In this illustrated Zoom lecture, John Clark, formerly curator of the medieval collections at the Museum of London, investigates the story of the two ‘Green Children’ who suddenly appeared ‘as if out of the ground’ in the Suffolk village of Woolpit in the middle of the 12th century.

The story of the Green Children of Woolpit was reported as fact by two medieval historians. It has often been treated as a ‘Suffolk folktale’, and mined for information on medieval beliefs about the nature and appearance of ‘fairy-folk’ and the location of an ‘otherworld’. Medieval historians have not been concerned whether it really happened, but have seen it as a key to understanding the motives of the two chroniclers who recorded it. Other recent researchers have tried to find a core of historical truth – their explanations range from the down-to-earth to the extraterrestrial.

The tale has been popular ever since an English translation of Ralph of Coggeshall’s original Latin account was published by Thomas Keightley in his The Fairy Mythology in 1850. It has been retold many times, from collections of Suffolk folktales and stories for children to modernist poetry, from a village pantomime and school plays to psychedelic rock music. In the 1950s Benjamin Britten planned an opera on the subject, but never completed it. It has inspired modern novelists, who have reworked the story in settings ranging from Ukraine in the 17th century and northern England in the early 19th century, to modern Arizona.

Why is this story so endlessly fascinating? Were the children really strays from a subterranean otherworld where the sun never shone? Why were they green?

John Clark, for many years curator of the medieval collections at the Museum of London, has long been interested in byways of medieval history, and the ‘wondrous events’ that serious medieval chroniclers recorded. He has a forthcoming book on the subject of this lecture in preparation, which has the working title: The Green Children of Woolpit: Strangers in a Strange Land.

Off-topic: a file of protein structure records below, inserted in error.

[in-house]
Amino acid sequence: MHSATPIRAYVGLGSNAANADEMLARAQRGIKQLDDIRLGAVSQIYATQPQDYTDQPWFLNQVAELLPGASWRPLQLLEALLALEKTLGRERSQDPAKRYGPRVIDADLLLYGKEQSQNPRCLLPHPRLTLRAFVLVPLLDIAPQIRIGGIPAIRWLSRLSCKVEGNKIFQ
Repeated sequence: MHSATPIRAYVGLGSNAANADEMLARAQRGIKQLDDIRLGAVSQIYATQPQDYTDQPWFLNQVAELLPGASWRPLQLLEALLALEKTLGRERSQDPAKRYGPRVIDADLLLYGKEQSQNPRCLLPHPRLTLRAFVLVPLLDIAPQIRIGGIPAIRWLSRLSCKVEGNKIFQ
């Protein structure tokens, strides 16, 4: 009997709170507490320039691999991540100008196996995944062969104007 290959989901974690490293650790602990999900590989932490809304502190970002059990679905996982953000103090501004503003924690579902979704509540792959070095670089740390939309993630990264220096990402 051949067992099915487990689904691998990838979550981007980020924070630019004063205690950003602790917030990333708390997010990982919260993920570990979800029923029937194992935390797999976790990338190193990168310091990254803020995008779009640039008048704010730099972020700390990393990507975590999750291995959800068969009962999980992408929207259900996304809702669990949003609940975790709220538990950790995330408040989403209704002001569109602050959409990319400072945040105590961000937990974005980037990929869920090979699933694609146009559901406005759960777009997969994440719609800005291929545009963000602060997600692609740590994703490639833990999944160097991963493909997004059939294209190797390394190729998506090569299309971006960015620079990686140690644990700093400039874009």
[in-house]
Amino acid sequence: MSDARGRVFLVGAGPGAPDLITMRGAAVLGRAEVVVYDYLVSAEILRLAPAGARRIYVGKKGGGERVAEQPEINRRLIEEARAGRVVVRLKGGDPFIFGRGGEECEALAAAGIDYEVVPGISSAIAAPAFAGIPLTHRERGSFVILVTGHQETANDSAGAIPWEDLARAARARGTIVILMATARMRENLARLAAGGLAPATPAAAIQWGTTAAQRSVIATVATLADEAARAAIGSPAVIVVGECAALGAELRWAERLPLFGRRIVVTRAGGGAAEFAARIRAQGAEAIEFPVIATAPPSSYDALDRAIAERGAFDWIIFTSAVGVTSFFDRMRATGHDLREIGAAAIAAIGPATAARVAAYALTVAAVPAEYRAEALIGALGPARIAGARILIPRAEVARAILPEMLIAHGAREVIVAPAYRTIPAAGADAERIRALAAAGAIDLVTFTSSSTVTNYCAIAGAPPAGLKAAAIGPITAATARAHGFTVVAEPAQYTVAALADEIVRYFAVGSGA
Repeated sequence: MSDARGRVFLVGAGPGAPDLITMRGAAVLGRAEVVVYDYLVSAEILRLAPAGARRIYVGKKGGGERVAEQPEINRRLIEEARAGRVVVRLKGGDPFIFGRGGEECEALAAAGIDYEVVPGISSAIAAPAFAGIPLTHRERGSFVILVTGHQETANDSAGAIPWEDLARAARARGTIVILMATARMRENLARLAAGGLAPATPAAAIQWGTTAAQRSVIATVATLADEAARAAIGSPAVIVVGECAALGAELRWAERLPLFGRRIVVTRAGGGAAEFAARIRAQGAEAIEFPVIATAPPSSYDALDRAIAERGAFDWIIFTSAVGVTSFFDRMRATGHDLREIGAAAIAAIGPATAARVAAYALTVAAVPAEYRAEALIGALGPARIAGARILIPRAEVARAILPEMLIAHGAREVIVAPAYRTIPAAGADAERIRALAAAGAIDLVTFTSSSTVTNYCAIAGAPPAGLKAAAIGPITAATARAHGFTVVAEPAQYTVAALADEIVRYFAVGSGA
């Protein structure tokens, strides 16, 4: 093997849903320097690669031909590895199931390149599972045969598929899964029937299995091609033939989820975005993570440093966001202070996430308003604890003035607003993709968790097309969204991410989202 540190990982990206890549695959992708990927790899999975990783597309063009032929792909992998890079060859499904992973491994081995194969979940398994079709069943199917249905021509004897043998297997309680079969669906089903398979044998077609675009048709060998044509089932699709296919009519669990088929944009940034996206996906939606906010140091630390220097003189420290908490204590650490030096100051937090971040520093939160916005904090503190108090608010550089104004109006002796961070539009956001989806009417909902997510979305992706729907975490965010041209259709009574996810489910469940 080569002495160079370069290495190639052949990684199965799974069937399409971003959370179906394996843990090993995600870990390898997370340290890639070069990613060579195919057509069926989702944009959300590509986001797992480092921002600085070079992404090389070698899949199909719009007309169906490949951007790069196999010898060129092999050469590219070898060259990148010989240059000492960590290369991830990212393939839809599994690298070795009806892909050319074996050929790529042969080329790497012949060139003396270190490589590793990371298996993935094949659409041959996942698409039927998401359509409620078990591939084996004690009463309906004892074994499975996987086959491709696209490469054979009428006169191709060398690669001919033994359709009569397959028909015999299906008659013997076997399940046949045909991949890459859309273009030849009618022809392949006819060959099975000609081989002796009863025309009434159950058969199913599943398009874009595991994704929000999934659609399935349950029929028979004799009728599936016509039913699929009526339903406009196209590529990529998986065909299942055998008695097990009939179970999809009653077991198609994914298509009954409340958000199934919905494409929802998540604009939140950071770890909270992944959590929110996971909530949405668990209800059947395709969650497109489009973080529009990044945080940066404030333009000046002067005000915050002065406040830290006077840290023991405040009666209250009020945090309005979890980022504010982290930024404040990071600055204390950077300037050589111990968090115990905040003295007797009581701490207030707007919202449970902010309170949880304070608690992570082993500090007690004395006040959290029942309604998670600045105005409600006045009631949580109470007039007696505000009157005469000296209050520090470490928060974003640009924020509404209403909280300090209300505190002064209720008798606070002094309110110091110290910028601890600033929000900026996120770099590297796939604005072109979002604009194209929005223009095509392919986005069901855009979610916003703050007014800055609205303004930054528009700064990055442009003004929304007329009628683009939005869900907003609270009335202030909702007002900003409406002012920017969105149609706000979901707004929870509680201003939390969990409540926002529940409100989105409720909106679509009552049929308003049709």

Your curator and host for this event will be the writer Edward Parnell, author of Ghostland: In Search of a Haunted Country. Edward lives in Norfolk and has an MA in Creative Writing from the University of East Anglia. He is the recipient of an Escalator Award from the National Centre for Writing and a Winston Churchill Travelling Fellowship. Ghostland (William Collins, 2019), a work of narrative non-fiction, is a moving exploration of what has haunted our writers and artists – as well as the author’s own haunted past; it was shortlisted for the PEN Ackerley 2020 prize, an award given to a literary autobiography of excellence. Edward’s folklore-strewn first novel The Listeners (2014), won the Rethink New Novels Prize. For further info see:

Don’t worry if you miss the event on the night – the next day we will send you a recording that will be valid for two weeks.

[Image adapted from an illustration in Randolph Caldecott’s 1879 ‘Babes in the Wood’.]